And yet, your map successfully loaded those layers anyway.  What gives?  The layers after line 22 existed in the .operationalLayers array of both your and in mobileMapPackage.maps[0].operationalLayers.  The answer I believe is in the async nature of the 100.x SDK.  Just to muddy things up further the 100.x SDK is asynchronous for faster startup times.  Objects like the AGSMap and the AGSLayers are only partially initialized at first (you can check this in debug during startup on the .loaded property of these objects).  Loading GIS data can be slooow, and to keep that from killing your startup time for big datasets the new SDK gives you more power to create objects before you load them with data.  One of the tripwires to tell the SDK it's time to load the data is to assign a map to the object, which you do on line 18.  That means your created map is starting to lay claim to its AGSLayers first (probably loading your grey basemap layer first), and then getting first crack at the AGSLayers you assign to it on line 22.  The early bird gets the worm, and I think your created AGSMap gets the operationalLayers even if they're already assigned to mobileMapPackage.maps[0].  The part I can't advise you on is when the mobileMapPackage.maps[0] AGSMap starts to contend for those layers.  I can only say that in my app the MMPK object won the race instead and I couldn't load my layers in the until I removed them from the MMPK's operationalLayers array.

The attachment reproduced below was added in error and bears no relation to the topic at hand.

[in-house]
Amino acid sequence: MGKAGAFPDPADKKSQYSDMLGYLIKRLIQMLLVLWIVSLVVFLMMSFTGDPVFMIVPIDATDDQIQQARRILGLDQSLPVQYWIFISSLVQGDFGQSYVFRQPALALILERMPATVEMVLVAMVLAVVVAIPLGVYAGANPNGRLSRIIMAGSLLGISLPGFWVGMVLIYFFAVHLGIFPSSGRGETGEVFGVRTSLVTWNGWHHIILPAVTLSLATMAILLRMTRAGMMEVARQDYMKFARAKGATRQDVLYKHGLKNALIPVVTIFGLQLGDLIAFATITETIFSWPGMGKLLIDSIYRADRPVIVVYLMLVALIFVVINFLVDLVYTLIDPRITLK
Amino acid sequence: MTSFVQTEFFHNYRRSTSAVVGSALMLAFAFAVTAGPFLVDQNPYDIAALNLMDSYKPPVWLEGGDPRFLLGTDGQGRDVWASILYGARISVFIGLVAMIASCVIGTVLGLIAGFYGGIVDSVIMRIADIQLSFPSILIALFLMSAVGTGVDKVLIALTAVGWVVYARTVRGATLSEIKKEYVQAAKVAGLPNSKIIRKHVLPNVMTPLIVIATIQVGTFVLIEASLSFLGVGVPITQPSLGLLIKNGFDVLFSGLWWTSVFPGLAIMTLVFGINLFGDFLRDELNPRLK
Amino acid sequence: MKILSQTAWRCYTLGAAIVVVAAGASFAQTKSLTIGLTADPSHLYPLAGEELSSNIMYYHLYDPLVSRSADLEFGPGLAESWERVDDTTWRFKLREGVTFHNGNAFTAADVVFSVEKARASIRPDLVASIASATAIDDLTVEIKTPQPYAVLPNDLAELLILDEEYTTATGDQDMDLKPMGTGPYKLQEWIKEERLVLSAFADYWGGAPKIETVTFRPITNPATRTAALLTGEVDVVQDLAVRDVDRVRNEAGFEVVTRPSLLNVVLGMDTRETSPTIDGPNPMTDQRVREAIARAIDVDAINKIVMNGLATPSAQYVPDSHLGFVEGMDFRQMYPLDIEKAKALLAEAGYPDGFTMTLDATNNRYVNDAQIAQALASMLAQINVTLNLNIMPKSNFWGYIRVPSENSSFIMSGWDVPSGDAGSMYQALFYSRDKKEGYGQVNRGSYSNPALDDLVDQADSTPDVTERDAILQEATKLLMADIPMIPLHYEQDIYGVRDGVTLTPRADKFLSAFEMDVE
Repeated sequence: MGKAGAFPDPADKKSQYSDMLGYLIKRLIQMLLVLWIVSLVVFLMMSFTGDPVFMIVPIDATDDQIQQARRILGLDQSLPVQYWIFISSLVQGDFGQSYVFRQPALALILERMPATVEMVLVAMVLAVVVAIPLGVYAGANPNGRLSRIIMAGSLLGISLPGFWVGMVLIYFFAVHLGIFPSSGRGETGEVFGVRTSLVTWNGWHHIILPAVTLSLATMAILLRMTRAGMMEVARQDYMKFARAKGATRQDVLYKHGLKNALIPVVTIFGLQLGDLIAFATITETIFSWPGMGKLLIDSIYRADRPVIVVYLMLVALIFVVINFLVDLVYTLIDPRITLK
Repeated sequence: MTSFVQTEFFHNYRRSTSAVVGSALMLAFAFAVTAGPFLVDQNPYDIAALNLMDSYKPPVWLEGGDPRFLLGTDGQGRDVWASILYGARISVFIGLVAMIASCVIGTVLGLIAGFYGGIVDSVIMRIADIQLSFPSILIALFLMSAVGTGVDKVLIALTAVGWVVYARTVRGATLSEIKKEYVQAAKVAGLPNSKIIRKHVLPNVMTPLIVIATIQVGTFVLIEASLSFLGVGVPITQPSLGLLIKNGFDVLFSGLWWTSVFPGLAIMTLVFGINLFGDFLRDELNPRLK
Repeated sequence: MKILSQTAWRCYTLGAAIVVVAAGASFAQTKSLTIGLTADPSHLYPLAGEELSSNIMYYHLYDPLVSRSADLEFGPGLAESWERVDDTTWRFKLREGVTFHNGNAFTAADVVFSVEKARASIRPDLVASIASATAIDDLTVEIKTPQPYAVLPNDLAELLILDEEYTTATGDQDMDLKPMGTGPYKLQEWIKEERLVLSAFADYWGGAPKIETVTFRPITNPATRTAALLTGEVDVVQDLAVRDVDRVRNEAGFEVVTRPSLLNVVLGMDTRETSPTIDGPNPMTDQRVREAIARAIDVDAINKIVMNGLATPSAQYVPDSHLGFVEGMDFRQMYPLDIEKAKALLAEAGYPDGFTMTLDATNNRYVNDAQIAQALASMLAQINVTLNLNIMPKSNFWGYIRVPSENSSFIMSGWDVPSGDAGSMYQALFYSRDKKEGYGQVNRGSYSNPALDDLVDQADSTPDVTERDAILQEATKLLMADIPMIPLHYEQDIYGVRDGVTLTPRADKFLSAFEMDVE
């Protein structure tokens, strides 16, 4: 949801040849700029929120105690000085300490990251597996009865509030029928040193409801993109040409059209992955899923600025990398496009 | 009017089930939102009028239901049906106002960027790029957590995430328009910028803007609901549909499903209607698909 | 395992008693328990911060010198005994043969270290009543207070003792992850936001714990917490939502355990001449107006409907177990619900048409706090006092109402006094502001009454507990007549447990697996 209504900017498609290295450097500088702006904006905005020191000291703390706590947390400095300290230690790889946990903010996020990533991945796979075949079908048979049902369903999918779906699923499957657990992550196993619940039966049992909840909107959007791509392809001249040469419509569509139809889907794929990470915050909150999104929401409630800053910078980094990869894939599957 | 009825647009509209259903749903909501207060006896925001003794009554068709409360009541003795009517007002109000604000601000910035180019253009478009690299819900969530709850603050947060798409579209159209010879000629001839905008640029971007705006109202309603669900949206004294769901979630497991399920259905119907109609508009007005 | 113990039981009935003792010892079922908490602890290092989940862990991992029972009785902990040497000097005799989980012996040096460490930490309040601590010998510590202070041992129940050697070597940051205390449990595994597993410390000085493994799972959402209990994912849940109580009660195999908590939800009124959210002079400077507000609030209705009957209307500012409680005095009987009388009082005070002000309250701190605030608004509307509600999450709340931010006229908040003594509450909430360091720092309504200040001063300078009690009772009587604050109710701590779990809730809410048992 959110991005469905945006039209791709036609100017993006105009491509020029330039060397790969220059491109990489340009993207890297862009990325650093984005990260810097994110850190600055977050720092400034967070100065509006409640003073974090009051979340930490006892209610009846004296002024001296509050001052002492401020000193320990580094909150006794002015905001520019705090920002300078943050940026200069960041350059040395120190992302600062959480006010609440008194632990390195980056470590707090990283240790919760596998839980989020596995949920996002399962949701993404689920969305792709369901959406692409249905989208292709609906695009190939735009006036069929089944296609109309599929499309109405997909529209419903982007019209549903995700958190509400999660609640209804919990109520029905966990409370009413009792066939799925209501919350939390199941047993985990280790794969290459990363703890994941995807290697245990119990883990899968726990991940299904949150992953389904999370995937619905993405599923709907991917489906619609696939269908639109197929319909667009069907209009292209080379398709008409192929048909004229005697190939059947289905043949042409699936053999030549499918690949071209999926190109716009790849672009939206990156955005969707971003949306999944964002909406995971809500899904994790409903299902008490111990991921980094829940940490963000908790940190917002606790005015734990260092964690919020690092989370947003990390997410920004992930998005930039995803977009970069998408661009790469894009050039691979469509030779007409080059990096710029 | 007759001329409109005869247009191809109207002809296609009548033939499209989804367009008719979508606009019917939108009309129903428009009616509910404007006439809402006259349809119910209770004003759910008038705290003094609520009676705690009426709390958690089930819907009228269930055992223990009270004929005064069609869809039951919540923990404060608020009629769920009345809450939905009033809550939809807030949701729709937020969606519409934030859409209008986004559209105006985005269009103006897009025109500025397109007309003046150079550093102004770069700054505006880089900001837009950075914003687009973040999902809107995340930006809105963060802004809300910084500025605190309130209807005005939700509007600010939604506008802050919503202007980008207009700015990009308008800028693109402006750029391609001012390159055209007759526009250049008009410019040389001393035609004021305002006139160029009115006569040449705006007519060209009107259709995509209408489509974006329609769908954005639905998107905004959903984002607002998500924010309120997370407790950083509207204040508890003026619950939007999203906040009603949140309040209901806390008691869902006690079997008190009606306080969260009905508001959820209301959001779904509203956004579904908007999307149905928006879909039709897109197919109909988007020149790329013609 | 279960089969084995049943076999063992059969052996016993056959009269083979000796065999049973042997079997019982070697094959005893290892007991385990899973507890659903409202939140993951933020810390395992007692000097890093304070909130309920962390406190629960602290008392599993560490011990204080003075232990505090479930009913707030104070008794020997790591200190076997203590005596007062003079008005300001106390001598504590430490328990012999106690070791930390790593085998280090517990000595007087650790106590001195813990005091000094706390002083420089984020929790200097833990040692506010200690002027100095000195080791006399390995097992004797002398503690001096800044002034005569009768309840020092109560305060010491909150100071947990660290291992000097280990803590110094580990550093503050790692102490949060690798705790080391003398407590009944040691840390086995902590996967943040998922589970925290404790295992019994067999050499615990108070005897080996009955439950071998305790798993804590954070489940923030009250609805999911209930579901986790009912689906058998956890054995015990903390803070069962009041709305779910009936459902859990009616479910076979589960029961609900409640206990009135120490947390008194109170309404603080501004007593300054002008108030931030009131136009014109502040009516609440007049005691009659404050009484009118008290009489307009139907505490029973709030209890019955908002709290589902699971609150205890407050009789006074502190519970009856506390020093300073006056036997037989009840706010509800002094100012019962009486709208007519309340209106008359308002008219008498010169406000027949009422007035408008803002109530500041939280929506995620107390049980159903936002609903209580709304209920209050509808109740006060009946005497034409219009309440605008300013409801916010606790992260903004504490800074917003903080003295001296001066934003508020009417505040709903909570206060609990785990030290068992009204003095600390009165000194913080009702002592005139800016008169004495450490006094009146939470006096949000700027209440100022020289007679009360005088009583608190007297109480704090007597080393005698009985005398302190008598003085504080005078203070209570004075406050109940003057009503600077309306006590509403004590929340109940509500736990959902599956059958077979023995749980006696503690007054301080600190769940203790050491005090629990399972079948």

One more thought that crosses my mind is whether the spatial reference of your operational layers can play nice with web mercator of the light grey basemap.  That's probably not it, but bears mention as part of our mental checklist as GIS developers.

I realize this is an old post I'm responding to, but I hope this helps in case others run across this problem.


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Esri Regular Contributor

You've pretty much got it, Reed Hunter 

I think of it this way (this is pretty loosey-goosey, but it describes things well enough):